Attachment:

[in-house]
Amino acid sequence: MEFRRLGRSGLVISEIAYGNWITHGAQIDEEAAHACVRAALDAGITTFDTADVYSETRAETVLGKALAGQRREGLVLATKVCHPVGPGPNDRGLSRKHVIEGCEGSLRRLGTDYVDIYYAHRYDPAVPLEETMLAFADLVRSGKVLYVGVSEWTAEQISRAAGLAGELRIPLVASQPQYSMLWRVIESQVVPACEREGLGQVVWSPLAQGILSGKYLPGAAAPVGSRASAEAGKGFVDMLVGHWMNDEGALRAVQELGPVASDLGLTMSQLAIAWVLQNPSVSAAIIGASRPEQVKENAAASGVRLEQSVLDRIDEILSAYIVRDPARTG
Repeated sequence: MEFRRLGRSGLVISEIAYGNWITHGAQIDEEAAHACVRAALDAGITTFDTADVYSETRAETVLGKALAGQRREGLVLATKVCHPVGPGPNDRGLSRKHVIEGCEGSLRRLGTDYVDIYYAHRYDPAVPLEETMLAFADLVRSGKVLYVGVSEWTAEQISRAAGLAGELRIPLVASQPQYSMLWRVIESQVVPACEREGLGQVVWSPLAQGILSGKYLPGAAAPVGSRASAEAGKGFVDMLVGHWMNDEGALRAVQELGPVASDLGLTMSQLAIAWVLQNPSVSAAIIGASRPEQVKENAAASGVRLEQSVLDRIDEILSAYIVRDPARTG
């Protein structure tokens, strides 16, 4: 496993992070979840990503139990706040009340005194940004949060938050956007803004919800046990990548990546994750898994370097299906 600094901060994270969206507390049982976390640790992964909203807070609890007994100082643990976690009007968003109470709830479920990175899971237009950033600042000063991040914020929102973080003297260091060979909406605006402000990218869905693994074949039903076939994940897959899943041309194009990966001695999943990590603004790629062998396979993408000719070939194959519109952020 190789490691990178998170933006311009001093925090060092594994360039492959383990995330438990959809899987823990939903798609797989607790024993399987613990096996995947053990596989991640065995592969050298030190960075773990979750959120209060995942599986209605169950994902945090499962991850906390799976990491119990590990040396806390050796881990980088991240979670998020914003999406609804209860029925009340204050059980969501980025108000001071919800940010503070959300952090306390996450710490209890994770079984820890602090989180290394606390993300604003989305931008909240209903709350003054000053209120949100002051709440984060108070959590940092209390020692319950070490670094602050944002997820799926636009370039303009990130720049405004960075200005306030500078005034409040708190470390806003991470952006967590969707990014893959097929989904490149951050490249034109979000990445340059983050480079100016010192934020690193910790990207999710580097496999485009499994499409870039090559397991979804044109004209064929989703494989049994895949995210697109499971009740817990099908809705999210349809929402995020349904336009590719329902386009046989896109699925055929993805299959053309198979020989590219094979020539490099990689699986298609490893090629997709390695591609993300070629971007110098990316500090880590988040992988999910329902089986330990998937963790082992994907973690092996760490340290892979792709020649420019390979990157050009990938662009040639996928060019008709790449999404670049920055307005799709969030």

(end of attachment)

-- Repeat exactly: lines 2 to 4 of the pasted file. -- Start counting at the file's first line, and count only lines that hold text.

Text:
Amino acid sequence: MEFRRLGRSGLVISEIAYGNWITHGAQIDEEAAHACVRAALDAGITTFDTADVYSETRAETVLGKALAGQRREGLVLATKVCHPVGPGPNDRGLSRKHVIEGCEGSLRRLGTDYVDIYYAHRYDPAVPLEETMLAFADLVRSGKVLYVGVSEWTAEQISRAAGLAGELRIPLVASQPQYSMLWRVIESQVVPACEREGLGQVVWSPLAQGILSGKYLPGAAAPVGSRASAEAGKGFVDMLVGHWMNDEGALRAVQELGPVASDLGLTMSQLAIAWVLQNPSVSAAIIGASRPEQVKENAAASGVRLEQSVLDRIDEILSAYIVRDPARTG
Repeated sequence: MEFRRLGRSGLVISEIAYGNWITHGAQIDEEAAHACVRAALDAGITTFDTADVYSETRAETVLGKALAGQRREGLVLATKVCHPVGPGPNDRGLSRKHVIEGCEGSLRRLGTDYVDIYYAHRYDPAVPLEETMLAFADLVRSGKVLYVGVSEWTAEQISRAAGLAGELRIPLVASQPQYSMLWRVIESQVVPACEREGLGQVVWSPLAQGILSGKYLPGAAAPVGSRASAEAGKGFVDMLVGHWMNDEGALRAVQELGPVASDLGLTMSQLAIAWVLQNPSVSAAIIGASRPEQVKENAAASGVRLEQSVLDRIDEILSAYIVRDPARTG
């Protein structure tokens, strides 16, 4: 496993992070979840990503139990706040009340005194940004949060938050956007803004919800046990990548990546994750898994370097299906 600094901060994270969206507390049982976390640790992964909203807070609890007994100082643990976690009007968003109470709830479920990175899971237009950033600042000063991040914020929102973080003297260091060979909406605006402000990218869905693994074949039903076939994940897959899943041309194009990966001695999943990590603004790629062998396979993408000719070939194959519109952020 190789490691990178998170933006311009001093925090060092594994360039492959383990995330438990959809899987823990939903798609797989607790024993399987613990096996995947053990596989991640065995592969050298030190960075773990979750959120209060995942599986209605169950994902945090499962991850906390799976990491119990590990040396806390050796881990980088991240979670998020914003999406609804209860029925009340204050059980969501980025108000001071919800940010503070959300952090306390996450710490209890994770079984820890602090989180290394606390993300604003989305931008909240209903709350003054000053209120949100002051709440984060108070959590940092209390020692319950070490670094602050944002997820799926636009370039303009990130720049405004960075200005306030500078005034409040708190470390806003991470952006967590969707990014893959097929989904490149951050490249034109979000990445340059983050480079100016010192934020690193910790990207999710580097496999485009499994499409870039090559397991979804044109004209064929989703494989049994895949995210697109499971009740817990099908809705999210349809929402995020349904336009590719329902386009046989896109699925055929993805299959053309198979020989590219094979020539490099990689699986298609490893090629997709390695591609993300070629971007110098990316500090880590988040992988999910329902089986330990998937963790082992994907973690092996760490340290892979792709020649420019390979990157050009990938662009040639996928060019008709790449999404670049920055307005799709969030």